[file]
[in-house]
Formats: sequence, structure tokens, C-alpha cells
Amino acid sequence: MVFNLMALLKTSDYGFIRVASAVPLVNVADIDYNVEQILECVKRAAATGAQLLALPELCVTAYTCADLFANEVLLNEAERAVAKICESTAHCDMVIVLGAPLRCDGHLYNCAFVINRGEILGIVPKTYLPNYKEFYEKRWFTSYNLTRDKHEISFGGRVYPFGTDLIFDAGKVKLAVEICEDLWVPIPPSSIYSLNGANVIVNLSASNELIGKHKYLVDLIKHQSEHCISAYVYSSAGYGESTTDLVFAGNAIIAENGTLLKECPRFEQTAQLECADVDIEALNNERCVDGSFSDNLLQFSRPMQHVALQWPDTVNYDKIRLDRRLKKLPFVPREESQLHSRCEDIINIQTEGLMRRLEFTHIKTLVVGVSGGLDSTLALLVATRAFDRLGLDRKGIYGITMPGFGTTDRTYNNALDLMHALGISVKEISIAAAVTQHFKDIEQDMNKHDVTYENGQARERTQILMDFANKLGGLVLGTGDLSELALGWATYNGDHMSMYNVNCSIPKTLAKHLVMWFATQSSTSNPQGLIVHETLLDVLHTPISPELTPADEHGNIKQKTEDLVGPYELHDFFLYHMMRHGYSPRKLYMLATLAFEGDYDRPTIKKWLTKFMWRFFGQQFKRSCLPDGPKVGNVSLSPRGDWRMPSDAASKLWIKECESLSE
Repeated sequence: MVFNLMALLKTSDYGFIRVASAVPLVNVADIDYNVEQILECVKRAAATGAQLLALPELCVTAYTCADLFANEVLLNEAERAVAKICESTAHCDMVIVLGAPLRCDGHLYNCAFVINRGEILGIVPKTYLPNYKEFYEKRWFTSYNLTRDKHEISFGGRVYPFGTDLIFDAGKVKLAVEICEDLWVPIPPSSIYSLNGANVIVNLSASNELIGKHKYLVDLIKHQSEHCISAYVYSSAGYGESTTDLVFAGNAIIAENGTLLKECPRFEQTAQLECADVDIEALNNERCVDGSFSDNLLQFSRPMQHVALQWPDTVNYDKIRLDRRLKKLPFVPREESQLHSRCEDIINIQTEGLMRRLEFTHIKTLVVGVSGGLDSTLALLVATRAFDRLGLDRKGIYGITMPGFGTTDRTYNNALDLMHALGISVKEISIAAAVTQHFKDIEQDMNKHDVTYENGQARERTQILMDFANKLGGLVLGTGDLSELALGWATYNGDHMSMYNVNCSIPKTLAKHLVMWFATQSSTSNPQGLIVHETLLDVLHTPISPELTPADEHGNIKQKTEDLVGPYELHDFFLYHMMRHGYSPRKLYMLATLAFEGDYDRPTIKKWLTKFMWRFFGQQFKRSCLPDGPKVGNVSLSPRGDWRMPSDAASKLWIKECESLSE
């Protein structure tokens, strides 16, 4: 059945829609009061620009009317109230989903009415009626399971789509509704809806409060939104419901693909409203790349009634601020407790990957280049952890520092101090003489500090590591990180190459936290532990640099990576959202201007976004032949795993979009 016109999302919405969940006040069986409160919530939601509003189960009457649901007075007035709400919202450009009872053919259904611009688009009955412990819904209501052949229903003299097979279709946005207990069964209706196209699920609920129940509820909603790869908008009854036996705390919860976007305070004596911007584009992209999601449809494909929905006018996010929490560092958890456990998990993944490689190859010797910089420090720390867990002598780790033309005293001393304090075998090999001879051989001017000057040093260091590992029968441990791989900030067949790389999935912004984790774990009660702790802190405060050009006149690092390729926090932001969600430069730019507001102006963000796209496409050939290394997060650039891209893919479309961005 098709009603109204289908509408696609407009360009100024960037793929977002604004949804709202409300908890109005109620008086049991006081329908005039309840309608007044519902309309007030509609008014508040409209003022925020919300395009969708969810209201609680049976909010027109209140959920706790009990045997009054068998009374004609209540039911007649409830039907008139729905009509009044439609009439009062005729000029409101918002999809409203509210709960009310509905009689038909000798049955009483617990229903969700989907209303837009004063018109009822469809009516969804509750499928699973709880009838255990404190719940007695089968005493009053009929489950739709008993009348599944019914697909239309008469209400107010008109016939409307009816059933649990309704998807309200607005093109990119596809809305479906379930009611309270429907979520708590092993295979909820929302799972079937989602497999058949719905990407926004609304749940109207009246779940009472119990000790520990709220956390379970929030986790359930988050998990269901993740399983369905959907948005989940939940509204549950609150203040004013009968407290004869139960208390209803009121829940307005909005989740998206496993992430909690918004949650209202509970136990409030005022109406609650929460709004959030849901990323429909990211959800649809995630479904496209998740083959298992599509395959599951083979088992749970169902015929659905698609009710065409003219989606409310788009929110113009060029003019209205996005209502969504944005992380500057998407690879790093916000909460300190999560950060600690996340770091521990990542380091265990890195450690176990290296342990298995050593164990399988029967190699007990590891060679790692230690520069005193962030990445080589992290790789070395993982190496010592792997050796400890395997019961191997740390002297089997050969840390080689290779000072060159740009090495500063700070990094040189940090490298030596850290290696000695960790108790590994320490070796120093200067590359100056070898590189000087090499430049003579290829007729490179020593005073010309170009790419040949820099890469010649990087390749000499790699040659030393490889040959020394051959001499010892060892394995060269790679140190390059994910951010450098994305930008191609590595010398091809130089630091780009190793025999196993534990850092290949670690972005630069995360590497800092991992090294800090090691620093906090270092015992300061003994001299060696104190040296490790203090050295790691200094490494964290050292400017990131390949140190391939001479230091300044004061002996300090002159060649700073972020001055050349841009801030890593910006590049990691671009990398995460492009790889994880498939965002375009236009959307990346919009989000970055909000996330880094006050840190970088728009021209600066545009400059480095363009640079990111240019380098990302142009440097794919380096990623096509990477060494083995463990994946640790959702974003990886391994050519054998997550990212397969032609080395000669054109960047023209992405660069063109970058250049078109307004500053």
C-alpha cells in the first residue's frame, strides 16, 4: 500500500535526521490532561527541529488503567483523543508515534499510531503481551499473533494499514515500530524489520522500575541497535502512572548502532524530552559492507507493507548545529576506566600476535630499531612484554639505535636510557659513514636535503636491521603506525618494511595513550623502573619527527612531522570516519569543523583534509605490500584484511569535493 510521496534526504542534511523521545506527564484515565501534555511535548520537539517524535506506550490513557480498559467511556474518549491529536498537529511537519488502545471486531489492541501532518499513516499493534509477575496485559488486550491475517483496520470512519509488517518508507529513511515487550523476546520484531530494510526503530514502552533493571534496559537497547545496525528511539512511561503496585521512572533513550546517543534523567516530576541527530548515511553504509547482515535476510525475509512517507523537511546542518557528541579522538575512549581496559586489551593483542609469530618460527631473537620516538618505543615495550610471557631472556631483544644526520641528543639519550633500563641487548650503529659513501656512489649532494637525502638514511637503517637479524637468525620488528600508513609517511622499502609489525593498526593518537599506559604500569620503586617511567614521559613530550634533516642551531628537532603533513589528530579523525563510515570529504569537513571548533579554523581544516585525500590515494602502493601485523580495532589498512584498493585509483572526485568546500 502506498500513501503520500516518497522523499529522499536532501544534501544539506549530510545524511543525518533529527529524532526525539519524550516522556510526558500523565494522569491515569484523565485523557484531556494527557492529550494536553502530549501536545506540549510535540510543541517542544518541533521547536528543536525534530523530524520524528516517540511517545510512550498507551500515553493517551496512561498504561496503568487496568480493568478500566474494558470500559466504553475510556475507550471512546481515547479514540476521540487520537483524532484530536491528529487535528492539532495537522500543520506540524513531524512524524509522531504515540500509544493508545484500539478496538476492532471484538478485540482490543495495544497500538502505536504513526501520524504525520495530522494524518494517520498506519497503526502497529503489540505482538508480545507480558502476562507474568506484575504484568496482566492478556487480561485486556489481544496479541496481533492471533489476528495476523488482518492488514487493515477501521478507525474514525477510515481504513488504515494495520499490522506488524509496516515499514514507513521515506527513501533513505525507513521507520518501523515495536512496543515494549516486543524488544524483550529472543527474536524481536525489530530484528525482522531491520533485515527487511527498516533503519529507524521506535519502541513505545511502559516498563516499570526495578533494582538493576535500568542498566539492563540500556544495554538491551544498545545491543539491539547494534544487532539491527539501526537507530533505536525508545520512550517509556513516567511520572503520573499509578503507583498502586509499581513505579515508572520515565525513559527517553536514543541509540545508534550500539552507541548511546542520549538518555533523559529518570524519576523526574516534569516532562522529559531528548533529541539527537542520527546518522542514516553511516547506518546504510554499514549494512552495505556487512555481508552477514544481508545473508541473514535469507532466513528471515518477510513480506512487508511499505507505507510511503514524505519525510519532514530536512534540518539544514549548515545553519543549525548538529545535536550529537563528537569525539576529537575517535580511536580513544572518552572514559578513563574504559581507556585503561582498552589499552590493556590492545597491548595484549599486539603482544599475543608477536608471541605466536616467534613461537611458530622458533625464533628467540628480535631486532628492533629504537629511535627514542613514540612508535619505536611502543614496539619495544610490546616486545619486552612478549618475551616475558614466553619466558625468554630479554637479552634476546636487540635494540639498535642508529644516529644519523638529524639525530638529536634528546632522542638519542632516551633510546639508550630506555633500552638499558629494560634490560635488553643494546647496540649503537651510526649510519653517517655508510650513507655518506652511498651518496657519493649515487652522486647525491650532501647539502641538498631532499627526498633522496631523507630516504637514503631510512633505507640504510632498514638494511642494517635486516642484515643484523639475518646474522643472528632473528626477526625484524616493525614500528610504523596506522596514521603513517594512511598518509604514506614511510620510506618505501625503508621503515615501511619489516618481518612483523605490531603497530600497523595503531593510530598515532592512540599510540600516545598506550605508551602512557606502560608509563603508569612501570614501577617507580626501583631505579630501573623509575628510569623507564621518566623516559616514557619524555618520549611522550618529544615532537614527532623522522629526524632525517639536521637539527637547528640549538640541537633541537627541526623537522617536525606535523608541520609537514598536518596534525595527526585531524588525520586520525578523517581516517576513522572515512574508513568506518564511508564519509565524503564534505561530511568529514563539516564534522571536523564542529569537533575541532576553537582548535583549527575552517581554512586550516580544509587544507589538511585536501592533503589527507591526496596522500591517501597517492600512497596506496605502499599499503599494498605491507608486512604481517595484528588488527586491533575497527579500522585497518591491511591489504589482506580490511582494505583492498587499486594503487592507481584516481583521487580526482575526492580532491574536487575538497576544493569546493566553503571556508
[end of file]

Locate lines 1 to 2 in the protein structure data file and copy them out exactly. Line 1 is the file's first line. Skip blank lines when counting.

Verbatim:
[in-house]
Formats: sequence, structure tokens, C-alpha cells